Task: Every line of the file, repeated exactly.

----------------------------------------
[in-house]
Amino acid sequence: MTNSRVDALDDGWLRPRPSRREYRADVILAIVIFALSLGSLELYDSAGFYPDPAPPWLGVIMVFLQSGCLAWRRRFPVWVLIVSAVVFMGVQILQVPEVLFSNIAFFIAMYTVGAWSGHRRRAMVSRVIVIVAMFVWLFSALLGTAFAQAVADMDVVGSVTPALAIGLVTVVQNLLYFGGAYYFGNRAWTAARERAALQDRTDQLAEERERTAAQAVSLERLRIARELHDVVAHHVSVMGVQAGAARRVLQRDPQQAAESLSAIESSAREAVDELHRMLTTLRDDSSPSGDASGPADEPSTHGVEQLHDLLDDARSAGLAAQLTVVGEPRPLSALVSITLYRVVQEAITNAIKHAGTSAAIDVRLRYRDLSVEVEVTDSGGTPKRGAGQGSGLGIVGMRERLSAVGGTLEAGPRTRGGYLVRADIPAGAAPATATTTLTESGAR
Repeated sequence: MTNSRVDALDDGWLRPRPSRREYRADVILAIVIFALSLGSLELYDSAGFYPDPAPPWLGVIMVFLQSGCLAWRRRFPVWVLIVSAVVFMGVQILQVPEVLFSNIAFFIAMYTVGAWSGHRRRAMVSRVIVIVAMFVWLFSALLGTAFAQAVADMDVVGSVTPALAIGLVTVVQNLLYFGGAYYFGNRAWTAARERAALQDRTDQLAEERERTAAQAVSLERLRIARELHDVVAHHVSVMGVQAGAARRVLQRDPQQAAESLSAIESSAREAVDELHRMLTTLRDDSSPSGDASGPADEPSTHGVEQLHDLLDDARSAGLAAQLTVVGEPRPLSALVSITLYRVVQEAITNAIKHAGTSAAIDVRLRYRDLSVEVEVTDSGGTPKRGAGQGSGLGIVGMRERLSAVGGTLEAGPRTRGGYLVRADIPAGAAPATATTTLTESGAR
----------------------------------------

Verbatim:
[in-house]
Amino acid sequence: MTNSRVDALDDGWLRPRPSRREYRADVILAIVIFALSLGSLELYDSAGFYPDPAPPWLGVIMVFLQSGCLAWRRRFPVWVLIVSAVVFMGVQILQVPEVLFSNIAFFIAMYTVGAWSGHRRRAMVSRVIVIVAMFVWLFSALLGTAFAQAVADMDVVGSVTPALAIGLVTVVQNLLYFGGAYYFGNRAWTAARERAALQDRTDQLAEERERTAAQAVSLERLRIARELHDVVAHHVSVMGVQAGAARRVLQRDPQQAAESLSAIESSAREAVDELHRMLTTLRDDSSPSGDASGPADEPSTHGVEQLHDLLDDARSAGLAAQLTVVGEPRPLSALVSITLYRVVQEAITNAIKHAGTSAAIDVRLRYRDLSVEVEVTDSGGTPKRGAGQGSGLGIVGMRERLSAVGGTLEAGPRTRGGYLVRADIPAGAAPATATTTLTESGAR
Repeated sequence: MTNSRVDALDDGWLRPRPSRREYRADVILAIVIFALSLGSLELYDSAGFYPDPAPPWLGVIMVFLQSGCLAWRRRFPVWVLIVSAVVFMGVQILQVPEVLFSNIAFFIAMYTVGAWSGHRRRAMVSRVIVIVAMFVWLFSALLGTAFAQAVADMDVVGSVTPALAIGLVTVVQNLLYFGGAYYFGNRAWTAARERAALQDRTDQLAEERERTAAQAVSLERLRIARELHDVVAHHVSVMGVQAGAARRVLQRDPQQAAESLSAIESSAREAVDELHRMLTTLRDDSSPSGDASGPADEPSTHGVEQLHDLLDDARSAGLAAQLTVVGEPRPLSALVSITLYRVVQEAITNAIKHAGTSAAIDVRLRYRDLSVEVEVTDSGGTPKRGAGQGSGLGIVGMRERLSAVGGTLEAGPRTRGGYLVRADIPAGAAPATATTTLTESGAR